Cloud service providers, including cloud backup, support a lot of clients, but typically, they do not modify contracts to accomplish individual demands. For such reason, majority of public cloud service providers give almost similar services to all of their customers regardless of their needs. Such types of services might have some kind of associated risks. In order to reduce these risks, it is necessary that service consumers and service providers get agreed on certain targets and expectations.
Service consumers always want to defend their interests. When cloud services are not customized, service providers must give assurance across areas like service level agreements (SLAs), technical demands and data ownership. Consumers and service providers need to share some responsibilities; and each party should play its role in order to achieve business goals.
If you are a pubic cloud consumer, you have some legal rights and responsibilities:
Ownership of Data
The cloud is a repository for reliable data storage. Consumers are given an option to store their valuable data to a remote server (either on the service provider's servers or on third party servers). However, regardless of where the data is stored in the cloud, data ownership won't change -- the cloud consumer continues to own, manage and use the data that is stored in the offsite servers. On the other hand, the remote servers are supervised and maintained by the service provider. As a custodian, the service provider must secure the data to prevent any illegal access, unless and until consumer gives permission for data access. When agreement is signed between service provider and the cloud consumer, there must be a clause concerning ownership of data whereas vendor cannot have any privilege to use or access data.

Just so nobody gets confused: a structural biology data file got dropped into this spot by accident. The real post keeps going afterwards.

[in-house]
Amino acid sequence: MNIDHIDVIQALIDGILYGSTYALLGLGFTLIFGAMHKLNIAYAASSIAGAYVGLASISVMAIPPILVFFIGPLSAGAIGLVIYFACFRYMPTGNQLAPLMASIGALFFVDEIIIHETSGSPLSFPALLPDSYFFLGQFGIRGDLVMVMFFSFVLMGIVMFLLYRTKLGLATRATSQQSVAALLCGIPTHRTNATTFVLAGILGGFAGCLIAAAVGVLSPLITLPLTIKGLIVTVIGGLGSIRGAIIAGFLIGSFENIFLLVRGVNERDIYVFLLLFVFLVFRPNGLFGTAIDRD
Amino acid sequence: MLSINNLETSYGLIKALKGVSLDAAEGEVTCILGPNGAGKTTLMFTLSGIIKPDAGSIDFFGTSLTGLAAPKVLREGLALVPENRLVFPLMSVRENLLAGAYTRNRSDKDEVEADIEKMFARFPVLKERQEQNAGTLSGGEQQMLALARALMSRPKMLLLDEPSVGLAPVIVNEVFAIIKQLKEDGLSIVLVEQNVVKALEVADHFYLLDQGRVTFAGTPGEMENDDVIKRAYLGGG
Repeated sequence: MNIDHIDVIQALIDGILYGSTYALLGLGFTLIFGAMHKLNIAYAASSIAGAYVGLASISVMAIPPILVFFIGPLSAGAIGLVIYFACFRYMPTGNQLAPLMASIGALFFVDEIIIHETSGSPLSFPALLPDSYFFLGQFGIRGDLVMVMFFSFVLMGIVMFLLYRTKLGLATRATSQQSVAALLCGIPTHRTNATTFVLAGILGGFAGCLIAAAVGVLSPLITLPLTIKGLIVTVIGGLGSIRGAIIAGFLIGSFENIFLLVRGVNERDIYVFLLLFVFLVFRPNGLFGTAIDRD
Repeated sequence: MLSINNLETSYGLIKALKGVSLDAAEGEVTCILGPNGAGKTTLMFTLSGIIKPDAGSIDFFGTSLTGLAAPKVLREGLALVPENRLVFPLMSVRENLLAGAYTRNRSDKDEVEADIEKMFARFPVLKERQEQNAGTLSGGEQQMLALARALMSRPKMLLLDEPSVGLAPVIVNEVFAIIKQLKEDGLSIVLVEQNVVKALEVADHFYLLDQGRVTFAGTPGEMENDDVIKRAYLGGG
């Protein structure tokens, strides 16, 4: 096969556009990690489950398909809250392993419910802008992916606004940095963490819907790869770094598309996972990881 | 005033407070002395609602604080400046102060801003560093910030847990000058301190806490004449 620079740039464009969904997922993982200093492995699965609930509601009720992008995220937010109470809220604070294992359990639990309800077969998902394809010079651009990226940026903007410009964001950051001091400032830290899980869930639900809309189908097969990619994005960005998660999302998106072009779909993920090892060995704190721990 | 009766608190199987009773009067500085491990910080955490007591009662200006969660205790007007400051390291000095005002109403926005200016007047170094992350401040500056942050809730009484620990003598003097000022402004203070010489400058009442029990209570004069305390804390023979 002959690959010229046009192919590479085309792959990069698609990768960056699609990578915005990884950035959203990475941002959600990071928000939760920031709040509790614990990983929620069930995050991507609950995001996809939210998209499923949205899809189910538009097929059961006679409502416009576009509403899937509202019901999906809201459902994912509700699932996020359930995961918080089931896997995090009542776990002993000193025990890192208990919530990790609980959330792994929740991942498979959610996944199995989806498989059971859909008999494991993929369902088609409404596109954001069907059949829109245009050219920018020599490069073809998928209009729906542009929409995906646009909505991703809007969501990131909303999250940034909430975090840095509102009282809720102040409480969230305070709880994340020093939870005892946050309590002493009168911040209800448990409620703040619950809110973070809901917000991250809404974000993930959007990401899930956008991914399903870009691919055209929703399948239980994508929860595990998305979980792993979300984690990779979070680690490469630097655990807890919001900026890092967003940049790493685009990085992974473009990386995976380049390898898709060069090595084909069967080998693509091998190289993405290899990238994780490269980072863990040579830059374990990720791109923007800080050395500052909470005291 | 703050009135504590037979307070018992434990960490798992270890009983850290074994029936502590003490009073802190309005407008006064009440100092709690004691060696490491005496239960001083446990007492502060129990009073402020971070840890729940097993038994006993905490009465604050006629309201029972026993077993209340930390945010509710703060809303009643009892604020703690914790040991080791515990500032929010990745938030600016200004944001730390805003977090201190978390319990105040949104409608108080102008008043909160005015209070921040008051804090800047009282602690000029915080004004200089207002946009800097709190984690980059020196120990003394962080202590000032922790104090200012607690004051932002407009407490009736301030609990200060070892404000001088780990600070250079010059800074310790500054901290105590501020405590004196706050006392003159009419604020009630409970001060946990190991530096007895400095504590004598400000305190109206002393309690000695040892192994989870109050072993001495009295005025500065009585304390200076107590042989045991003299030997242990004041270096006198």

Service Level Agreement
It is the right of the consumer to demand and receive services that are signed as per the Service Level Agreement. SLA is written when the consumer selects a cloud service and signs on given agreement. It is the responsibility of service provider to inform the consumer about recovery points and times (RPO and RTO), methods that will be used for data recovery, and what procedures would be followed. The SLA must clearly explain the levels of service in a way that is easy to comprehend to the new consumer. Whatever level of service is selected, it must meet the needs of the business.
Notification about Current Changes in Service
The consumer has the right to get informed concerning latest changes in delivery services by the cloud service provider. When modifications in delivery of service directly impact on business of the consumer, it becomes obligatory to notify consumer about such changes.
The cloud consumer has the right to get notified regarding technical restraints of the cloud service. Moreover, the service provider is accountable for informing the consumer about particular requirements for the installation / deployment of the service.
Detail of Legal Requirements
The cloud service provider is bound to update its consumers about particular legal jurisdictions or legal requirements within which the cloud services are delivered. This is important because service consumers at times overlook legal issues related to assigned services.
Differences of Private Cloud
Utilizing a public cloud can be cost effective but, as you can see, has its limitations. At EVS Corporation, we are a private cloud that gives us ability to provide more options and better service to our customers. With our plans, we can customize what data is backed up, the timeframe to retain that data, and the SLAs for backup and recovery. In addition, many public cloud backups will only return your data to you in times of recovery. With EVS, you get access to our engineers who will help you get your business back up and running. We will work with you until you’re satisfied.
Interested in our backup and recovery solutions? Find out more by contacting us today!